Kudos to Canada’s Immigration and Refugee Board for its new guideline designed to prevent queer refugee claims from being unfairly dismissed.
On May 1, the IRB chairperson issued a remarkably inclusive guideline acknowledging the significant evidentiary challenges presented by claims involving sexual orientation and gender identity. The guideline sets out myriad problematic inferences that could be drawn in these cases and asks members to be wary of relying on discredited thinking. The guideline is not binding, but board members are expected to follow it unless they can articulate a reason not to in a specific case.
More than 70 countries prohibit people from having sex with someone of the same sex. In more than a dozen countries, these crimes are punishable by death. Other countries have laws prohibiting people from presenting themselves in gender non-conforming ways. People suspected of being queer or transgender are also extra-judicially harassed, tortured or murdered at the hands of state and non-state agents, including their own families. In some countries, family members and neighbours are required to report to the police any information suggesting that someone is homosexual.
As the recent outbreak of homophobic violence in Chechnya demonstrates, politicians, police, pundits and clerics often endorse this violence, stating, among other things, that homosexuality and trans-identity are western constructs. A persecuted homosexual serves as a cautionary tale to anyone else considering stepping outside conventional sexual or gender boundaries.
So queer people do what queer people have done for centuries. Most deny or suppress their sexuality or only act on it furtively. They get married and have children. They try to be, or at least act, straight, hoping to keep their jobs, families and lives. They do what they have to do to ensure that their secrets are not discovered.
Some queer people quietly leave and others flee the country of their birth to seek safer and more authentic lives elsewhere as refugees. This move is risky. About 30 per cent of refugee claims based on sexual orientation or gender identity in Canada are rejected by the IRB. An unsuccessful claimant will be deported back to a country where he or she could be harassed, marginalized or killed for engaging in consensual sex with another adult or failing to conform to social expectations regarding gender identity.
The first problem these refugee claimants encounter is whether the country where they land will recognize either sexual identity or gender expression as falling within one of five classes (race, religion, political opinion, nationality or membership in a social group) in the 1951 UNHCR Convention Relating to the Status of Refugees. The Supreme Court of Canada has interpreted membership in a social group as inclusive of sexual orientation and most, if not all, Canadian adjudicators likely now accept gender identity as an analogous ground. However, adjudicators in other countries take a more literal and restrictive view of the convention’s text and reject sexual orientation or gender-identity claimants.
Next, refugee claimants must prove that they belong to the persecuted social group. How do claimants credibly establish their queerness, something they have carefully sought to suppress, hide, deny and cover up? They may not have the words to describe their feelings and fears in English, French or their maternal tongue. They may never have had a same-sex lover before coming to Canada. If they have been in a relationship, it is unlikely there is evidence such as emails, a joint lease or home-made sex videos. The claimants may have married or, at least, told their families that they married. Given the risks, it is unlikely that they are “out” to their parents and siblings, even if they otherwise believe that they have a close and loving relationship with them. But there is also an evidentiary paradox: If evidence of the relationship is available — say, a love letter — that evidence can undermine the claim of risk of persecution.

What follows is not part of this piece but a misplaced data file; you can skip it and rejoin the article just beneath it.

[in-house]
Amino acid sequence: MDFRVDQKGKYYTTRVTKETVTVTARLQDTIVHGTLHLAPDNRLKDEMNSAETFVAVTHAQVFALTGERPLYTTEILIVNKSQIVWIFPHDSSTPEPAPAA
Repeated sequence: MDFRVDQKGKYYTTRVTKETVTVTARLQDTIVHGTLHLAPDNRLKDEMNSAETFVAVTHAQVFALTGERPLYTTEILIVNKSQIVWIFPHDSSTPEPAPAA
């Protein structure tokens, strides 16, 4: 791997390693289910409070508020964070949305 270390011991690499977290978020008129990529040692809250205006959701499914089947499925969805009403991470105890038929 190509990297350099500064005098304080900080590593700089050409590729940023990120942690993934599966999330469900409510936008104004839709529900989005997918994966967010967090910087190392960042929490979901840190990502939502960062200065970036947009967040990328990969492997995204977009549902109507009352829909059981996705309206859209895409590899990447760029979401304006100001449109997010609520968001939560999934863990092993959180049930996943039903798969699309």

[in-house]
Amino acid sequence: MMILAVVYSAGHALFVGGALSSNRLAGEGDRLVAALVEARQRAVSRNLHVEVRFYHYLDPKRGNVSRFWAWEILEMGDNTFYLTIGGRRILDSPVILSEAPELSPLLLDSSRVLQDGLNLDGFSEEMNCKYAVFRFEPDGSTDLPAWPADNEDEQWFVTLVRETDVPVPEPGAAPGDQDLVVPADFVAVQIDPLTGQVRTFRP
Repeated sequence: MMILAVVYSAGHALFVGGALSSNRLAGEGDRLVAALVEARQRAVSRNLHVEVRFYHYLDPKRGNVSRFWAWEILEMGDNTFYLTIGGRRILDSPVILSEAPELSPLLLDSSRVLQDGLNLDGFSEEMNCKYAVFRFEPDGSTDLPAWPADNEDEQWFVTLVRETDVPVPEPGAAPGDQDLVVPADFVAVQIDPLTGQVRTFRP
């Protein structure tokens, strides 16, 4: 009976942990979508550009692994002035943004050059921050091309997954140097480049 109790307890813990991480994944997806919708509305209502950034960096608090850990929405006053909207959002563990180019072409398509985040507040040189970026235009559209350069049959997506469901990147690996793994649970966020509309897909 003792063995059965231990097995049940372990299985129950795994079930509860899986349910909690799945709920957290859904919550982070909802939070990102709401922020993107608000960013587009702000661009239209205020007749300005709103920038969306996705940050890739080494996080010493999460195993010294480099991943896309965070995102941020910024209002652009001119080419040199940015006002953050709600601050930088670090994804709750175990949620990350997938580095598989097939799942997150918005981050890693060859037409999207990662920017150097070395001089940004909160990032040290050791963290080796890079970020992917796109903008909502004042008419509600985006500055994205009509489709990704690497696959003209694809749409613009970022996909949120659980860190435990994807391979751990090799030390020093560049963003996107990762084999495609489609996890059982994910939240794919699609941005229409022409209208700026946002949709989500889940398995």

Old fears still being very powerful, queer claimants may not have connected with settlement or queer agencies. Given language barriers, the shock of being in a new country, speedy case processing or even religious beliefs, it seems unlikely that many claimants will start a sexual relationship between the time of their arrival and the IRB hearing. Yet some IRB members have drawn adverse inferences from the failure to connect to queer communities or to start a new sexual relationship. Some members have even relied on the stereotype that gay men are promiscuous and rejected claims on the ground that the claimant cannot be gay as he has not engaged in casual sex since coming to Canada.
Finally, claimants have to show that their home state is unwilling or unable to protect them. Information about country conditions might be limited, as sexual minorities can be isolated and hard to identify. In countries where most harassment is experienced extra-judicially, it is unrealistic to expect that queer and transgender people seek assistance from the police or other agencies. Yet some IRB members have rejected claims by drawing an adverse inference from the failure to seek state assistance.
Most rejected refugee claims simply do not include enough evidence to satisfy IRB members on a balance of probabilities that the claimant is queer and faces persecution because of this status. There is evidence of fraudulent claims in about two per cent of all refugee cases, so IRB members need to look for material inconsistencies and contradictions.
With these guidelines, IRB members can no longer rely on problematic stereotypes and impossible paradoxes. If properly implemented, the guidelines should result in fairer hearings and less biased decision-making when queer refugees make claims.